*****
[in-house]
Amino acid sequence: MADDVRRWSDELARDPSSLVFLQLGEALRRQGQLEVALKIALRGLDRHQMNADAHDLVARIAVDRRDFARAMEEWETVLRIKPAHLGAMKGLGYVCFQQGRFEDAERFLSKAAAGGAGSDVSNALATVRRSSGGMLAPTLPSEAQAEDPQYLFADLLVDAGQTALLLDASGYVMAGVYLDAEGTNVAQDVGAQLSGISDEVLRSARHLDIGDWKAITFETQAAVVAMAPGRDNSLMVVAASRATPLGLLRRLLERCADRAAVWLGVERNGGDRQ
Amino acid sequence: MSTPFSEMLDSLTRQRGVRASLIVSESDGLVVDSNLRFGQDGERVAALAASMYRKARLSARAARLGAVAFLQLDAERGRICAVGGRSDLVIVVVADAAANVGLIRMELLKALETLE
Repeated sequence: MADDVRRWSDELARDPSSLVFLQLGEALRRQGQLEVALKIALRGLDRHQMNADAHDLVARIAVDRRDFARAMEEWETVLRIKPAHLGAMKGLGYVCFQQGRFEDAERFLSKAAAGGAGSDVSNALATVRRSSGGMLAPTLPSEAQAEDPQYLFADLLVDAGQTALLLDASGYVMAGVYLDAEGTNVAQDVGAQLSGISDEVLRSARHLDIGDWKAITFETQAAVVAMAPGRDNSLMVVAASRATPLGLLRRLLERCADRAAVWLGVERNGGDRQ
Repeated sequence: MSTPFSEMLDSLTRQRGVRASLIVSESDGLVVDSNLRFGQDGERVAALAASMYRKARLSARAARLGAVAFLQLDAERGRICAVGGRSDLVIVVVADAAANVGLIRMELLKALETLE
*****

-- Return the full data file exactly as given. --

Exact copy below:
[in-house]
Amino acid sequence: MADDVRRWSDELARDPSSLVFLQLGEALRRQGQLEVALKIALRGLDRHQMNADAHDLVARIAVDRRDFARAMEEWETVLRIKPAHLGAMKGLGYVCFQQGRFEDAERFLSKAAAGGAGSDVSNALATVRRSSGGMLAPTLPSEAQAEDPQYLFADLLVDAGQTALLLDASGYVMAGVYLDAEGTNVAQDVGAQLSGISDEVLRSARHLDIGDWKAITFETQAAVVAMAPGRDNSLMVVAASRATPLGLLRRLLERCADRAAVWLGVERNGGDRQ
Amino acid sequence: MSTPFSEMLDSLTRQRGVRASLIVSESDGLVVDSNLRFGQDGERVAALAASMYRKARLSARAARLGAVAFLQLDAERGRICAVGGRSDLVIVVVADAAANVGLIRMELLKALETLE
Repeated sequence: MADDVRRWSDELARDPSSLVFLQLGEALRRQGQLEVALKIALRGLDRHQMNADAHDLVARIAVDRRDFARAMEEWETVLRIKPAHLGAMKGLGYVCFQQGRFEDAERFLSKAAAGGAGSDVSNALATVRRSSGGMLAPTLPSEAQAEDPQYLFADLLVDAGQTALLLDASGYVMAGVYLDAEGTNVAQDVGAQLSGISDEVLRSARHLDIGDWKAITFETQAAVVAMAPGRDNSLMVVAASRATPLGLLRRLLERCADRAAVWLGVERNGGDRQ
Repeated sequence: MSTPFSEMLDSLTRQRGVRASLIVSESDGLVVDSNLRFGQDGERVAALAASMYRKARLSARAARLGAVAFLQLDAERGRICAVGGRSDLVIVVVADAAANVGLIRMELLKALETLE